Melissa Nadisky has run out on her poet husband and young daughter. The child’s grandfather, a powerful businessman with political connections, snatches the child just as PI Thomas Black arrives to investigate the mother’s disappearance at the behest of his law student lodger. Not long after his house is turned over and his lodger attacked. As Black starts to hunt for Nadisky, key witnesses start to die in mysterious circumstances. Undeterred he ploughs on with his investigation, aware that someone is prepared to kill to stop whatever has frightened Nadisky underground from being revealed.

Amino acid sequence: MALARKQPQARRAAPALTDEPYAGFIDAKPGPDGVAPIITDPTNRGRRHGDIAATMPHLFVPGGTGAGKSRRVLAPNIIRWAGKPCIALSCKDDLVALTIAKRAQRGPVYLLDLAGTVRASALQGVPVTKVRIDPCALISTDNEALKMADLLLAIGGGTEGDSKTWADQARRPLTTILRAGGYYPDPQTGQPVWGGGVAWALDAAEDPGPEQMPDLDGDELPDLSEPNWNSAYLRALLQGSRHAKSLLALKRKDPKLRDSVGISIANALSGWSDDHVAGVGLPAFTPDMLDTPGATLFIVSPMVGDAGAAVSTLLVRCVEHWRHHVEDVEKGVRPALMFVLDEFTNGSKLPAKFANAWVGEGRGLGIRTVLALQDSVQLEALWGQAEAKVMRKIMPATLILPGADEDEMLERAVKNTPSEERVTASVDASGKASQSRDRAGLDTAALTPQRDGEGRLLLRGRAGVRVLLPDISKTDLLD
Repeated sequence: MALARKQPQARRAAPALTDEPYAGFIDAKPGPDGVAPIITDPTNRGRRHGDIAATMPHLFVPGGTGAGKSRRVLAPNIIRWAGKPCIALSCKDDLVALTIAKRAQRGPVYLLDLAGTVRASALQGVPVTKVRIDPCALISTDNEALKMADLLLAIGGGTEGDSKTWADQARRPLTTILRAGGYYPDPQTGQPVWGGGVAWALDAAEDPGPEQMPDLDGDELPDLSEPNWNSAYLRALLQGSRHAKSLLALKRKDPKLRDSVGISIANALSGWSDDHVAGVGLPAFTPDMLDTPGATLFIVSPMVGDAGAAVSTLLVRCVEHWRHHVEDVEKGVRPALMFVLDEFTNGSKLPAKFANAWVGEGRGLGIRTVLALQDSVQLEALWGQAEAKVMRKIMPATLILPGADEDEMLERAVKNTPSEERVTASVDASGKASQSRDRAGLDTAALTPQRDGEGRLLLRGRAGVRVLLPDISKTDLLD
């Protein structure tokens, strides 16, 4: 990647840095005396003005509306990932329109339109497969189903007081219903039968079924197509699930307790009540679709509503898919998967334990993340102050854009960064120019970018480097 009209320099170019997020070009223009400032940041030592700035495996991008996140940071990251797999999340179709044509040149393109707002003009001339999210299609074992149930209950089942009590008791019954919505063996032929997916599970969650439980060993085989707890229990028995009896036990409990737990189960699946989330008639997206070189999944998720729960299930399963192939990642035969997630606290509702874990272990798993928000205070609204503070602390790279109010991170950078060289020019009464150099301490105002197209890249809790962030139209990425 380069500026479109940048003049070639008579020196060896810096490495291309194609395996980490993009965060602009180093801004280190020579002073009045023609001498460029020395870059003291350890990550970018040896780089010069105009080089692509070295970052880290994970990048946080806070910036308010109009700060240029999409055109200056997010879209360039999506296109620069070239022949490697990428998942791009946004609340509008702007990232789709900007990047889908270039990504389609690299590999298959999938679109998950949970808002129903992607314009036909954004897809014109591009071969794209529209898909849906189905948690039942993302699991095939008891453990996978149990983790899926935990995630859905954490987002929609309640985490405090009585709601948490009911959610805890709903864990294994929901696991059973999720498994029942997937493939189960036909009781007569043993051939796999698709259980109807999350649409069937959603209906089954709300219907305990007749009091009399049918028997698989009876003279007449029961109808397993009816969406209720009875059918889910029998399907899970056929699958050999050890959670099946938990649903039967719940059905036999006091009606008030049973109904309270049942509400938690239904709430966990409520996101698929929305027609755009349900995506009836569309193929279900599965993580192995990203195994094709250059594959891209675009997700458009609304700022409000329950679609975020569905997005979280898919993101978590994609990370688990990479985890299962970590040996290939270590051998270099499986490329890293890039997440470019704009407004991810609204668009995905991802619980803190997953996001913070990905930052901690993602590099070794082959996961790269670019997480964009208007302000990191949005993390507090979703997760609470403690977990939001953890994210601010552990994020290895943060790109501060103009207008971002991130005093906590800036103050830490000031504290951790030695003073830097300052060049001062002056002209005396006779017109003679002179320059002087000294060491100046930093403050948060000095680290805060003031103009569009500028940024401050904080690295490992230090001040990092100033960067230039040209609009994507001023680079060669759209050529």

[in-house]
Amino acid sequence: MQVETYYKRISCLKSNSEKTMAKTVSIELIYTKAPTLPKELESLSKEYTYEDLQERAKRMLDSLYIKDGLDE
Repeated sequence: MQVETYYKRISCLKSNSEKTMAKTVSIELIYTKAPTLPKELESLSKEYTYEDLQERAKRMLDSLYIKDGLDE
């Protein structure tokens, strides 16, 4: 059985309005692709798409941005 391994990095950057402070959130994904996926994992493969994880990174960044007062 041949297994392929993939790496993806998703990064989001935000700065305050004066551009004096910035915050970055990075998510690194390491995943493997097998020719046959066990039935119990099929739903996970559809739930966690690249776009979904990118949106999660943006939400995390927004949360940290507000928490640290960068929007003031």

As PI stories go, The Rainy City is pretty good. Black is hewn from wherever PI characters are cookie-cut and some of the characters are a little stereotypical, but the writing is expressive and tight, the plot has the right amount of twists and turns, it clips along at a jaunty pace, with plenty of action and realistic dialogue (though occasionally it becomes a little wooden), and there is a nice blend of characters. The end was no great surprise, but then few are, although Emerson does a nice job of maintaining tension to the final few pages. I have no idea why the cover shows a sinister man wearing a clown’s mask. Black's lodger does dress up as a clown at one point, but she’s a beautiful young woman. The book kept me entertained on the two flights between Dallas and Seattle, thus performing its job admirably. The Rainy City is the first in a series of nine Black books and if they improve as they go along, then this is a good starting point.